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Children's Stories
by Margo Fallis
Ian & Mac Bedtime Stories - The Dragon and the Sweeties


“It’s that time,” Mac said. He pointed at the stars twinkling in the sky.

“What time is that?” Ian finished nibbling a handful of acorns.

“Bedtime story time,” Mac said. “Aren’t you tired and ready for bed?”

“I just finished eating. If I go to bed now, I’ll not sleep well, but go ahead and tell me one anyway. I’ll lie here quietly and listen.” Ian lay on a branch. “I’m ready.”

“You’ll love this story. My great great auntie, Andrina, owned a sweetie shop in a nearby village. She had jars of lollipops in every shape, size and color you can imagine. She also had flavors, like strawberry and cherry and licorice and green apple. Each lollipop flavor was kept in a different jar. They were big jars, about the size of our arms, but wider. Whenever anyone came into the sweetie shop, Auntie Andrina let them pick whatever flavor, size, shape and color they wanted. Do you know what the favorite flavor was?”

Ian scratched his chin. “I like fruit punch the best.”

“That might be true, but most people liked the haggis flavored lollipops,” Mac said.

“Haggis flavor? That sounds horrible. Nobody would want to eat a haggis flavored lollipop. Come on now, Mac. Stop tormenting me.” Ian scoffed.

“I am not teasing you. I’m telling you the truth. She did have a lot of sweet lollipops, but she also had meat pie, sausage roll, haggis, cloutie dumpling, blood pudding and gammon steak flavored ones.”

“That is disgusting.” Ian’s eyes rolled in his head.

“Not if you’re a dragon,” Mac said.

“Dragon? You mean dragons came into her sweetie shop?” Ian suddenly became more interested in the story.

“Oh yes. Some of her best customers were dragons. Of course, dragons don’t have money, but they do have jewels and gold, so they could buy as many lollipops as they wanted and they did. Her best customer was an orange dragon named Grunch. He came in every single morning to buy a bag of lollipops. Haggis was his favorite, but he always bought a few tangerine flavored lollipops too. Auntie Andrina would put them in a brown paper bag and Grunch would leave an emerald or a ruby, or sometimes a sapphire or diamond for payment. One day Grunch came in and he bought ten bags full. Auntie Andrina gasped when he wanted that much. He told her that he was having a party and they weren’t all for him, but he lied. They were all for him. He left ten gold coins on the counter and flew off with the bags of lollipops.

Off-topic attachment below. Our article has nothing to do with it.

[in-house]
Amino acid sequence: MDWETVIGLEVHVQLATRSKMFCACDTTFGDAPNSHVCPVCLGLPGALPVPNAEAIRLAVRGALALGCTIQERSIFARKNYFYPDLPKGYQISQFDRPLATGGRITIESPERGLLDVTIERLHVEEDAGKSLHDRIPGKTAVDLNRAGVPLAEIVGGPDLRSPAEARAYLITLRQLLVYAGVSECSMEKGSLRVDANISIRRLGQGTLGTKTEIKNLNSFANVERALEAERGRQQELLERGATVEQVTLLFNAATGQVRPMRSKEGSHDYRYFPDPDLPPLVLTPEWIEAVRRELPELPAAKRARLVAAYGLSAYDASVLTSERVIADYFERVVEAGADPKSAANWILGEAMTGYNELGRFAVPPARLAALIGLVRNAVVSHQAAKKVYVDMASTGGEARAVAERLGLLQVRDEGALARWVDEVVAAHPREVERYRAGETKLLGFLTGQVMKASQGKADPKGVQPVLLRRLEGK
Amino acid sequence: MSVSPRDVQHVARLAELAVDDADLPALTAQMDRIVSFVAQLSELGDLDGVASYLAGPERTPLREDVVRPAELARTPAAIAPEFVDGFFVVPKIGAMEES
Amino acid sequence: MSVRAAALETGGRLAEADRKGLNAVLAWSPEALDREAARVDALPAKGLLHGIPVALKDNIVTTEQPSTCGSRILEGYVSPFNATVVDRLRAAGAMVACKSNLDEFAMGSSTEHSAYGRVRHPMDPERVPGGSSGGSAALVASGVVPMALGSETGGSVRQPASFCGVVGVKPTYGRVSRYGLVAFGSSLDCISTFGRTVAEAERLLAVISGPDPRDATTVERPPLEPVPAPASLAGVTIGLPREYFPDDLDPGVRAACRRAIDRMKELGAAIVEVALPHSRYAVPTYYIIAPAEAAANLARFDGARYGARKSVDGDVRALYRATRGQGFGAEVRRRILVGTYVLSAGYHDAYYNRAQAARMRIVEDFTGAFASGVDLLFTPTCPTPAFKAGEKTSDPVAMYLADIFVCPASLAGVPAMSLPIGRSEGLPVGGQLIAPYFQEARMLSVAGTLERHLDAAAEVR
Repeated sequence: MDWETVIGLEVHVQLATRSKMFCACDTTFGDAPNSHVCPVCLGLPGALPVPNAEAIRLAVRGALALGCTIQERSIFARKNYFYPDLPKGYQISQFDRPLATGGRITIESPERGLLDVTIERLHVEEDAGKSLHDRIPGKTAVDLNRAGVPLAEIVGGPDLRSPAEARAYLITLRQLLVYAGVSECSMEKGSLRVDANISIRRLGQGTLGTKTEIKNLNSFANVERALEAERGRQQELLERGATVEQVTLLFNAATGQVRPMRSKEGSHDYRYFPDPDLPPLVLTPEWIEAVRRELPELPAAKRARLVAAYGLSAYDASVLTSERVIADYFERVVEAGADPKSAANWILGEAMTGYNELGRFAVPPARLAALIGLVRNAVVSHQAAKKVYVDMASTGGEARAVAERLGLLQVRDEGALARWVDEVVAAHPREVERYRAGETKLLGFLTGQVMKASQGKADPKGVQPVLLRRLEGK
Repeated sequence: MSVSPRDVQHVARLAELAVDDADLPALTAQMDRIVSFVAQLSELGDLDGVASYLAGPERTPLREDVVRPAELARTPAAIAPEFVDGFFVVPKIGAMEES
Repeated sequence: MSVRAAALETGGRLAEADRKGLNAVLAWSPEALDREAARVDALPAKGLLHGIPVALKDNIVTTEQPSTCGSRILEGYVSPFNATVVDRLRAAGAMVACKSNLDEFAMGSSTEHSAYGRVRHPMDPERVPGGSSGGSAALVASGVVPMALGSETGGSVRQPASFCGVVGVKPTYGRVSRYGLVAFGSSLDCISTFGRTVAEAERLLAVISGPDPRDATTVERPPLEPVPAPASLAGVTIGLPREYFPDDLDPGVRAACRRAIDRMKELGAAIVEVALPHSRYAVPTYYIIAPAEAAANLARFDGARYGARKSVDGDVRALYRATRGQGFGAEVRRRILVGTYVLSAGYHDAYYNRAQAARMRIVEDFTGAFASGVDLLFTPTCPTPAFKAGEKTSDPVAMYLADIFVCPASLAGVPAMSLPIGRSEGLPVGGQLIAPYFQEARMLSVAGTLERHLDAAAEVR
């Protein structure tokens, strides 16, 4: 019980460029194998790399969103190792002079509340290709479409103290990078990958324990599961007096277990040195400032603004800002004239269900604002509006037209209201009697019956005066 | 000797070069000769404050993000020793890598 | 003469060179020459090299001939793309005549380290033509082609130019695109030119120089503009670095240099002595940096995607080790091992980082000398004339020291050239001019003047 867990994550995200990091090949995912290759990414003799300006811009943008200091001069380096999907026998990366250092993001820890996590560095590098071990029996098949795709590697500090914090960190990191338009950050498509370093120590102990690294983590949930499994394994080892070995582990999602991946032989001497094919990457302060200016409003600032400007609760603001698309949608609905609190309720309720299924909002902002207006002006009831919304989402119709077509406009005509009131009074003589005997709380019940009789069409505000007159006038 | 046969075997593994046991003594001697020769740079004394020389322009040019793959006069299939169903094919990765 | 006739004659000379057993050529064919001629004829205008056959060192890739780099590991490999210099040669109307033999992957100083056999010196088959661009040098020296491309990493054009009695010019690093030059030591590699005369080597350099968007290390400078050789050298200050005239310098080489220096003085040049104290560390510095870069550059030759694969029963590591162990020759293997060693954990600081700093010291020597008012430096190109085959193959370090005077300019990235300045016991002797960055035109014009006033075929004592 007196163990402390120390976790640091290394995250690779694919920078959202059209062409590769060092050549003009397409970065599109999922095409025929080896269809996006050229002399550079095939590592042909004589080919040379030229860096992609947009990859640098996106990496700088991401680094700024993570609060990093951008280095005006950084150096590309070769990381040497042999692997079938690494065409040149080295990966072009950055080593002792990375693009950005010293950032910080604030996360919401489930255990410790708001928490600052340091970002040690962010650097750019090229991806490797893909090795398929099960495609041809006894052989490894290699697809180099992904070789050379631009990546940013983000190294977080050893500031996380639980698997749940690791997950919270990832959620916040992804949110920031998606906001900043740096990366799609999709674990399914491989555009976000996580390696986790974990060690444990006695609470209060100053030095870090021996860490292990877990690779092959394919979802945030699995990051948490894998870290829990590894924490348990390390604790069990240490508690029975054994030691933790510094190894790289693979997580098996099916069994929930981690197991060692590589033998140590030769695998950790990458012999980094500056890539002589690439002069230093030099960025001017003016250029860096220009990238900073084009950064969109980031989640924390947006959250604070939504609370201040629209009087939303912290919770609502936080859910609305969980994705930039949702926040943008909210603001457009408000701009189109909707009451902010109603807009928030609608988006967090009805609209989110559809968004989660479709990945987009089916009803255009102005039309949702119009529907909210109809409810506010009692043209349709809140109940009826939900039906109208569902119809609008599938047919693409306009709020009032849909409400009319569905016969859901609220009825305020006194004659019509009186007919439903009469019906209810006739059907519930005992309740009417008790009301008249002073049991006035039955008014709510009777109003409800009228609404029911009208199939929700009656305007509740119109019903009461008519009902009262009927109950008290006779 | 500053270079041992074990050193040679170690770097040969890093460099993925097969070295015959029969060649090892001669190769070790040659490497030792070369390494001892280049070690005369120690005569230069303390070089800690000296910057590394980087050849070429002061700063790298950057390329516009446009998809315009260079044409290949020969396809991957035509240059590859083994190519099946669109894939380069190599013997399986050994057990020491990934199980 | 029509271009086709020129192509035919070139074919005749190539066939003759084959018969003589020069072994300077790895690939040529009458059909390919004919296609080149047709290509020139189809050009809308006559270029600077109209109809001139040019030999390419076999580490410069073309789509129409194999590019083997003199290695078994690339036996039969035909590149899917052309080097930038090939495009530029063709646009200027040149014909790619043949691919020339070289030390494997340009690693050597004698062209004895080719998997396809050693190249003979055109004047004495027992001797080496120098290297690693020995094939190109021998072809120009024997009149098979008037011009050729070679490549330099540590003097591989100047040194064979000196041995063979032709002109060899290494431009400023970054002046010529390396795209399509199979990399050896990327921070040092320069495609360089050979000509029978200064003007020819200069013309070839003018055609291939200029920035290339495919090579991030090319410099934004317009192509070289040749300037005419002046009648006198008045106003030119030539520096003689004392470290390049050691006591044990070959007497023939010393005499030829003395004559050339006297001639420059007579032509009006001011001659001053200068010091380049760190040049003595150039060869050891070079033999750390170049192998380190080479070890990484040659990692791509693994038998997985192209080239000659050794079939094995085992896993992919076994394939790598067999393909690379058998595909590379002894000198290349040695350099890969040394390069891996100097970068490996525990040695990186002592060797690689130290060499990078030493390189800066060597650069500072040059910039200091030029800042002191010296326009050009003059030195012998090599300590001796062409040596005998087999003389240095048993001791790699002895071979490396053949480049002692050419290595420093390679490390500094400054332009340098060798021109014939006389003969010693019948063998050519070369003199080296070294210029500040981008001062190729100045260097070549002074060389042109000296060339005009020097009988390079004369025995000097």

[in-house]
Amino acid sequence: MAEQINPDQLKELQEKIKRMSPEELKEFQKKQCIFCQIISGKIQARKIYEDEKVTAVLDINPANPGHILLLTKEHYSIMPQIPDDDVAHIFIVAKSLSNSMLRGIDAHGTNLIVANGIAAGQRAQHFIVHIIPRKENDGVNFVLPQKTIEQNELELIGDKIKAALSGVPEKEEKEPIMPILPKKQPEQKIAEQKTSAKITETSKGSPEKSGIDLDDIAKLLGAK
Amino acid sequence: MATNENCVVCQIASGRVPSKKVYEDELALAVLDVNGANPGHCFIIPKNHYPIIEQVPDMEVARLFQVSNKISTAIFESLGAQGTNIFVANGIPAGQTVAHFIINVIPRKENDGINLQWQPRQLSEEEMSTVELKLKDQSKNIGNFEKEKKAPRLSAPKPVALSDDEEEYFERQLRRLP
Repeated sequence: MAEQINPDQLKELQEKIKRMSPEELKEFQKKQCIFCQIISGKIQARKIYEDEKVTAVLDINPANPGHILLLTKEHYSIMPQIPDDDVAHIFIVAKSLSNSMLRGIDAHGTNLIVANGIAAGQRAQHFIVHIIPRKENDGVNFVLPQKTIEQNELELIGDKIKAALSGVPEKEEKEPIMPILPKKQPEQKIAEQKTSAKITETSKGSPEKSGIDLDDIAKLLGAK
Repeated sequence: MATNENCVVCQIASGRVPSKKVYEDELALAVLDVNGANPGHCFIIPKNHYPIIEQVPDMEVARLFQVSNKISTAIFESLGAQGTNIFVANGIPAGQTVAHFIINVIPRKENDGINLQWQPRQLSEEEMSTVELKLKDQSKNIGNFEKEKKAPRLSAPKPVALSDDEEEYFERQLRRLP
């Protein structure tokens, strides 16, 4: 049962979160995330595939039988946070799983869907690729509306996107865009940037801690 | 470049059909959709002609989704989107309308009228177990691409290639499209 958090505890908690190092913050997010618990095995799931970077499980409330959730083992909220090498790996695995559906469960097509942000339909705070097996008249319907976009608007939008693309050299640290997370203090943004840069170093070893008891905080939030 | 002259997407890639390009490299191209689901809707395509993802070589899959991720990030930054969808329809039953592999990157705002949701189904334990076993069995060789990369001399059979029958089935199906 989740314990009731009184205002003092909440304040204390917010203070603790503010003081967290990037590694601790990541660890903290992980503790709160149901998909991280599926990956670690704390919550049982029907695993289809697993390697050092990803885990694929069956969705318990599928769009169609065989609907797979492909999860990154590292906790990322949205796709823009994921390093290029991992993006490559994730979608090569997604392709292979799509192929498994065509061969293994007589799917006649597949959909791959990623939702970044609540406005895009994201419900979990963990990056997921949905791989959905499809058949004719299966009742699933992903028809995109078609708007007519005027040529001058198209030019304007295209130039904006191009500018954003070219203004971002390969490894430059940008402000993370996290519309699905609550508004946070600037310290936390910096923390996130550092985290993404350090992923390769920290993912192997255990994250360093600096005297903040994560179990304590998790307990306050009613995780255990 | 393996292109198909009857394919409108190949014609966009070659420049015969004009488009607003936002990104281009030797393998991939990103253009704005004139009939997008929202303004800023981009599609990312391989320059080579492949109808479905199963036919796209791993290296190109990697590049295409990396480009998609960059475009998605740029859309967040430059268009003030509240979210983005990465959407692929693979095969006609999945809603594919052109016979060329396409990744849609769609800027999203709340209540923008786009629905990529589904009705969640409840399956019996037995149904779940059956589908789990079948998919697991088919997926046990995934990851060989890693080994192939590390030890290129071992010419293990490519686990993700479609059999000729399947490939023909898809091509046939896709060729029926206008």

“He flew up to his cave on the top of the mountain and opened the first bag. It was full of square lime lollipops that were as big as his finger. He licked them until they were all gone and tossed the lollipop stick away. The next bag had mushroom-shaped pearl onion lollipops. They were bright blue and the size of a big mushroom. Grunch ate every single blue lollipop. He loved pearl onions. The third bag was full of round lemon drop lollipops. Grunch thought they were very sour, but he ate every single one. A huge pile of lollipop sticks sat next to him. The next bag had meat pie flavored lollipops. The next had blood pudding flavored and the others tasted of fish and chips, roasted pork, haggis, sausage roll, and salt and vinegar crisp flavors. Grunch ate every single lollipop. When he finished he licked his sticky fingers clean and sat with his back against the cave wall. His tummy bulged and he felt quite sick. He was so sick that he didn’t go back to Auntie Andrina’s sweetie shop for seven days.

“When he finally did go back, he took one jewel and bought one bag and made it last all day long. Well, what did you think of that story?”

“I’m thinking I wish I had some of those fish and chip flavored lollipops. What happened to the sweetie shop?” Ian rubbed his tummy.

“Auntie Andrina sold it to the dragons. They ran it for several years and then it went out of business because they would eat all the lollipops themselves instead of selling them to their customers. Are you ready for bed now?”

“I will be once you sing me a song. Sing to me.” Ian curled up in a ball.

“A song? All right. I’ve got one for you,” Mac said.

‘Auntie Andrina’s sweetie shop
Was the best shop in the land.
People and dragons came inside
And left with lollipops in their hand;
Auntie Andrina’s sweetie shop
Was the best shop in town;
People and dragons left with a smile
And never showed her a frown.
They ate her lollipops day and night,
No matter if it was sunny or rain,
They ate lemon drop, or tangerine,
Or fish and chips and candy cane;
Oh, Auntie Andrina’s sweetie shop
Was the best shop there ever was.
People and dragons ate all colors
Like sky blue and emerald moss.’

When Mac looked over, Ian was asleep, a smile spread across his patched face.


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